You do not have to be in pain. Why wait?
to schedule with us.
Taking pain pills, decongestants, or anti-inflammatories for your sinus pain?
Prescription pills and nasal sprays do not fix the problem and are harmful to your health (think of their side effects).
Instead, talk to us about alternative home remedies.
The following is general advice. Before attempting, talk to us or your health care provider to confirm it is appropriate for your specific condition.
Sinus pain and general advice:
All of our chiropractors specialize in sinus pain.
Sinus headaches are often described as having pain behind the frontal bones (the bones in your forehead) or cheekbones.
Inflammation of the sinuses can cause headaches, as in acute sinusitis. Allergies can also cause head pain. Generally, sinus pain is caused by pressure on the mucous membranes (the lining of the sinuses) because they are unable to drain well.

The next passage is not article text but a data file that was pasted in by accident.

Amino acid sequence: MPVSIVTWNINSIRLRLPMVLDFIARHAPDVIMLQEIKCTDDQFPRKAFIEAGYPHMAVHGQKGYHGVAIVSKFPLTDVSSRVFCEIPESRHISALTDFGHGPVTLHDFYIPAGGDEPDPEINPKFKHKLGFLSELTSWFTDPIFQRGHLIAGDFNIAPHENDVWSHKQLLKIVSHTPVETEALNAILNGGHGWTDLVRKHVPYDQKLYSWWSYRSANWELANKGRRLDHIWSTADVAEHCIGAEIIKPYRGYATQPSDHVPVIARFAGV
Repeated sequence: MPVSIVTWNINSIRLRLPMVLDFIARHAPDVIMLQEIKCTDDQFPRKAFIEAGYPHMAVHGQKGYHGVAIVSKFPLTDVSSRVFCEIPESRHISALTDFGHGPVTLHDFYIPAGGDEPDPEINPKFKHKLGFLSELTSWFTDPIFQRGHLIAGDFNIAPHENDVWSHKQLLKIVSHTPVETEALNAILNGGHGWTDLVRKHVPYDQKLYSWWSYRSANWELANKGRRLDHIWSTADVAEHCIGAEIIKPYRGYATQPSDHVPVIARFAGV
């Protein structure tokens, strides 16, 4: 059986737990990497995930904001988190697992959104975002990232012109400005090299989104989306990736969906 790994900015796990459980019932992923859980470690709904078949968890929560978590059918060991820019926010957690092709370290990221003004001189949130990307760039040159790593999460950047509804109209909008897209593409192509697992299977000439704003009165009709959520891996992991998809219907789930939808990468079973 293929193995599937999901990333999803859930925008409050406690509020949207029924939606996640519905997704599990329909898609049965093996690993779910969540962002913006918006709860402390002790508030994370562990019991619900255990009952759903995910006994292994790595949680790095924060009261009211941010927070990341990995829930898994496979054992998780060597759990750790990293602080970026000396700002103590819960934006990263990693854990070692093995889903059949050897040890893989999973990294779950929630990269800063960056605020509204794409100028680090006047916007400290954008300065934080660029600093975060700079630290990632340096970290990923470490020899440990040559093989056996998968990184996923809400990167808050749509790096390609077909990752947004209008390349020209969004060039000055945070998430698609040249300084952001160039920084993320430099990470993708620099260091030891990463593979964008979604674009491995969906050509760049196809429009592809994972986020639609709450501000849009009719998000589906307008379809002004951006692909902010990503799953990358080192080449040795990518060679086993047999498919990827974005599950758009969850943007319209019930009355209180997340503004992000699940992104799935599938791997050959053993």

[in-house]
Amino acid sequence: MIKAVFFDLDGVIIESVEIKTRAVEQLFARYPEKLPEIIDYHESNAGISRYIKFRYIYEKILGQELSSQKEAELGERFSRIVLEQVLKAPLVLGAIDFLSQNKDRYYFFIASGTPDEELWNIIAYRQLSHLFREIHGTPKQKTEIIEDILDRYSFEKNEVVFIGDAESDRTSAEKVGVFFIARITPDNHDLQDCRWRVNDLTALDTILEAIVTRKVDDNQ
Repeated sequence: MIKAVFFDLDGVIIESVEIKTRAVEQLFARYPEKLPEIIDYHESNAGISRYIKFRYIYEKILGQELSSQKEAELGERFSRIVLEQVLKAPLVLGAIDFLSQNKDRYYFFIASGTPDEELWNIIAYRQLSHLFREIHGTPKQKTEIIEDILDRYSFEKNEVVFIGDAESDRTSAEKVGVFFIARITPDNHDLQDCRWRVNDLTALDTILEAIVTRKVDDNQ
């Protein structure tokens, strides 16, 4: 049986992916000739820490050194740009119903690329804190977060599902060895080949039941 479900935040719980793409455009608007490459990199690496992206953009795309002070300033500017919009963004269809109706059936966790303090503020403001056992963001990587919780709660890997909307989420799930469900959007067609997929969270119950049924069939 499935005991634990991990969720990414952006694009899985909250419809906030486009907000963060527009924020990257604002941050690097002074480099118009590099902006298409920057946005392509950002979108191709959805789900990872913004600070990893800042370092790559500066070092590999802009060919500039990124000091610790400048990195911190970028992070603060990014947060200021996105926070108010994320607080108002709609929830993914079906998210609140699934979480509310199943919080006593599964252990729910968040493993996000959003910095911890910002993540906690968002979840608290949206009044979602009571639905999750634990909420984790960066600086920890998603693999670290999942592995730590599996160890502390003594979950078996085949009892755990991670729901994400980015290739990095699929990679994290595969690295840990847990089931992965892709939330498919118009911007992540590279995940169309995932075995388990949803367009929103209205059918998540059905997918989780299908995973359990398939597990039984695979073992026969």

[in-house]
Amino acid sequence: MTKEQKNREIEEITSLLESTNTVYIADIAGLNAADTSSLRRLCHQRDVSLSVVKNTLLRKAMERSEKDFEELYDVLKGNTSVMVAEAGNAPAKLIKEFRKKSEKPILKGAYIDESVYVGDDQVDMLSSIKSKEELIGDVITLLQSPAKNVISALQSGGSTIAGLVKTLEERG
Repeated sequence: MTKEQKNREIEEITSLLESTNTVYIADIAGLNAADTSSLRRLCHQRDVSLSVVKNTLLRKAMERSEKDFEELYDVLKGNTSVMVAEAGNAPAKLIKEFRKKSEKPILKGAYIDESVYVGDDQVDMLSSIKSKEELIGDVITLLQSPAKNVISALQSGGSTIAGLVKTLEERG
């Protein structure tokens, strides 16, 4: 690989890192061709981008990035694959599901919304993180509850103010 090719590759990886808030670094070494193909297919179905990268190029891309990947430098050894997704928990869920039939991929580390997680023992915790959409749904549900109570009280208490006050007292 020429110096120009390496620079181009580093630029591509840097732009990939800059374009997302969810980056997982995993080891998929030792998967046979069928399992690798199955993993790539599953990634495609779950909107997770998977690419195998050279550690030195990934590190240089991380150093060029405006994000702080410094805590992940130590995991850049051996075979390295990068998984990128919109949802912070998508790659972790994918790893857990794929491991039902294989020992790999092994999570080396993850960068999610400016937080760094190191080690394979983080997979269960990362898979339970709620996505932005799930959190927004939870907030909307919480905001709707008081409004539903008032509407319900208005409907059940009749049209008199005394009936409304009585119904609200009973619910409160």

Using a nasal irrigation system, like a Neti PotTM, may help as well. By cleaning out the nasal passageway, you rid the sinuses of the irritants that may be causing the swelling and remove the excess mucous that may be obstructing the drainage.
Mobilization of the skull (cranial) bones helps improve drainage of the sinuses. The skull is made of multiple flat bones that articulate with each other. There are no muscles that move these “joints,” so they are considered “immovable.” However, the flat bones of the skull are not fused together. A healthy skull has the ability to expand and contract to keep the pressure off the brain during changes of barometric pressure or sinus pressure. If the sinuses are filling up with fluid from sickness or allergies, the skull should expand with this pressure, allowing the sinuses to drain with this extra space. If restricted, the sinuses can’t drain, pressure builds, and pain results in the form of a sinus headache.
Mobilizing the cranial bones allows for the expansion of the skull, allowing the drainage of the sinuses. This relieves the pressure on the mucous membranes, and the headache resolves.